Fetal Dioxin Exposure Seen to Increase Risk of LUTS Development in Adult Mice

Fetal Dioxin Exposure Seen to Increase Risk of LUTS Development in Adult Mice

A study published in the journal Toxicological Sciences found that exposure to the common environmental pollutant 2,3,7,8-Tetrachlorodibenzo-p-dioxin (TCDD) increased the risk of lower urinary tract symptoms (LUTS) related to benign prostatic hyperplasia (BPH) in genetically susceptible mice.

TCDD, often referred to simply as dioxin, is one of the most widely spread environmental toxins. It is present in drinking water and, according to the U.S. Environmental Protection Agency, stems in large part from backyard burning of waste as well as from manufacturing and refining processes. The chemical is highly toxic and only slowly eliminated from the body, so that exposure to even the low amounts found in the environment are potentially dangerous for human health. The half-life of TCDD in humans is 7–11 years, and experimental animals exposed to higher levels have a delayed or incomplete prostate development. The chemical also increases cancer risk.

Evidence for a fetal origin of prostatic disease is beginning to emerge. To test whether genetically susceptible mice would develop more severe LUTS following TCDD exposure, University of Wisconsin researchers used a mouse with mutations predisposing it to prostate hyperplasia. Pregnant mice received one single dose of TCDD that was low enough not to cause a disruption in prostate development, but high enough to remain in the mice pups throughout weaning.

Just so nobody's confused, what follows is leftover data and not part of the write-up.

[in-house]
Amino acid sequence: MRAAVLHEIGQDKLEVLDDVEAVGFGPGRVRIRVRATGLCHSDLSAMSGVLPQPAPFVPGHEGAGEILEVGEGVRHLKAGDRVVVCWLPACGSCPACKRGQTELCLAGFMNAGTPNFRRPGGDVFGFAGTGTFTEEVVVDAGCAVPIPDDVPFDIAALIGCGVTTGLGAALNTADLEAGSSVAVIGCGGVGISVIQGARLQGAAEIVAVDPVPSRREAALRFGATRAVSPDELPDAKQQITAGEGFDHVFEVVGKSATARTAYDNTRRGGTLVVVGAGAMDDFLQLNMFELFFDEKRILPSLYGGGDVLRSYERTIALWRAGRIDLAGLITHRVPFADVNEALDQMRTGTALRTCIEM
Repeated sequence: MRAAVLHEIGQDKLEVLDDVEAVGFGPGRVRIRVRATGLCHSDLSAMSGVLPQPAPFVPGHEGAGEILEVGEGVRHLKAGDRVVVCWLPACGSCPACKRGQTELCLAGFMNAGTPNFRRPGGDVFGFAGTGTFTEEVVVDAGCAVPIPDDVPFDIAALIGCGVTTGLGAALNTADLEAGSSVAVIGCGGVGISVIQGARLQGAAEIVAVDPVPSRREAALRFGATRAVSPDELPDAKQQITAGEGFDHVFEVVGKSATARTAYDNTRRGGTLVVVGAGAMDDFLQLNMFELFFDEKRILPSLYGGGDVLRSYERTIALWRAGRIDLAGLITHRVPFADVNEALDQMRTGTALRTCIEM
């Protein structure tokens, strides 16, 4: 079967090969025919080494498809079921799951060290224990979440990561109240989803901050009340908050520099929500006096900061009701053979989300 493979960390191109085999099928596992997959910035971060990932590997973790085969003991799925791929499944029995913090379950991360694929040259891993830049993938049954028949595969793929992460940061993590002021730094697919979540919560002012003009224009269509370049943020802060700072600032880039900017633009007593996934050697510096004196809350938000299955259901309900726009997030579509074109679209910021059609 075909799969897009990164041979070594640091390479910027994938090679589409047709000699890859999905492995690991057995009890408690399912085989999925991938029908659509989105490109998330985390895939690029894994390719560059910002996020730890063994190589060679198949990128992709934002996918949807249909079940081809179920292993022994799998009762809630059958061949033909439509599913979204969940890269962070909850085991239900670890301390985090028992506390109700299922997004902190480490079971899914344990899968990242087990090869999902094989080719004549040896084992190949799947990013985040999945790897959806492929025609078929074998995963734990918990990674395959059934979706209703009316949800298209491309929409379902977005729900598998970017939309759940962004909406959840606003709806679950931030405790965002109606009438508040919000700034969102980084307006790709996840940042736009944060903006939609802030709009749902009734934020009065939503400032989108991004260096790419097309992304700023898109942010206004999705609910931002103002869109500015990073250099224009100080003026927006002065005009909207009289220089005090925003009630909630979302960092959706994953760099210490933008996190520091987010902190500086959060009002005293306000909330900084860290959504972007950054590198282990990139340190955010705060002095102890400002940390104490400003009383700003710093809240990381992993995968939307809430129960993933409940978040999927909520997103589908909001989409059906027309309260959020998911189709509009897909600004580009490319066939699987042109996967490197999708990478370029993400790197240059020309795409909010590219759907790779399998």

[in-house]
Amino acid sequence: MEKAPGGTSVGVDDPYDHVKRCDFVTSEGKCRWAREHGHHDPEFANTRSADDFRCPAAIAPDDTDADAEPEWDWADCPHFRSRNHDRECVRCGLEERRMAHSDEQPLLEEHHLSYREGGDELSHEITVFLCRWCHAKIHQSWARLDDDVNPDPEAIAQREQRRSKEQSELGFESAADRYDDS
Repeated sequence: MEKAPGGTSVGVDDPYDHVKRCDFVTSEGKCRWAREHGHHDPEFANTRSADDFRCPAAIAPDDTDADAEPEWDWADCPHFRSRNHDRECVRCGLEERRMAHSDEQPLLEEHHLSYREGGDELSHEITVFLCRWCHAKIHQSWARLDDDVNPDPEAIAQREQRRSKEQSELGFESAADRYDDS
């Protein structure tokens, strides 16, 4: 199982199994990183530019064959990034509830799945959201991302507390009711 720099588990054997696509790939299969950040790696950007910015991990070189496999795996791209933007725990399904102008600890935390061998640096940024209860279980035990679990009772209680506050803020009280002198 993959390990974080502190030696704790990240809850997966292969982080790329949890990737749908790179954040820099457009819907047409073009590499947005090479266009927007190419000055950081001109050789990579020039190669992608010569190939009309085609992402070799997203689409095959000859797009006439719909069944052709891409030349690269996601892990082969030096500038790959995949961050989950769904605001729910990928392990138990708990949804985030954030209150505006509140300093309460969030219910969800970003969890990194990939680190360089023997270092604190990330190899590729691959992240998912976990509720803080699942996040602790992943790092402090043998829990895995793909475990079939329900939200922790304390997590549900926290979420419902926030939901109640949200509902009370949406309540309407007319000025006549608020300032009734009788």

When male mice were adult, some were also exposed to higher levels of testosterone and estradiol in doses that are known to cause urinary disturbance in mice, and were then allowed to live for four more months. According to the report — titled In utero and Lactational TCDD Exposure Increases Susceptibility to Lower Urinary Tract Dysfunction in Adulthood — the mice that were exposed to TCDD alone had a reduced voiding pressure. Otherwise, TCDD exposure had little effect on the lower urinary tract anatomy or function.

In contrast, all the mice exposed both to TCDD and hormones had extensive changes in both function and anatomy, with increased kidney, bladder, prostate, and seminal vesicle weight. They also showed signs of kidney swelling due to build up of urine, and had a higher rate of prostate epithelial cell expansion, thickened prostate smooth muscle, and altered prostate and bladder collagen fiber distribution.

The authors suggest that increased risk of prostate hyperplasia-related LUTS results from an altered sensitivity to sex hormones by TCDD exposure in genetically susceptible mice.

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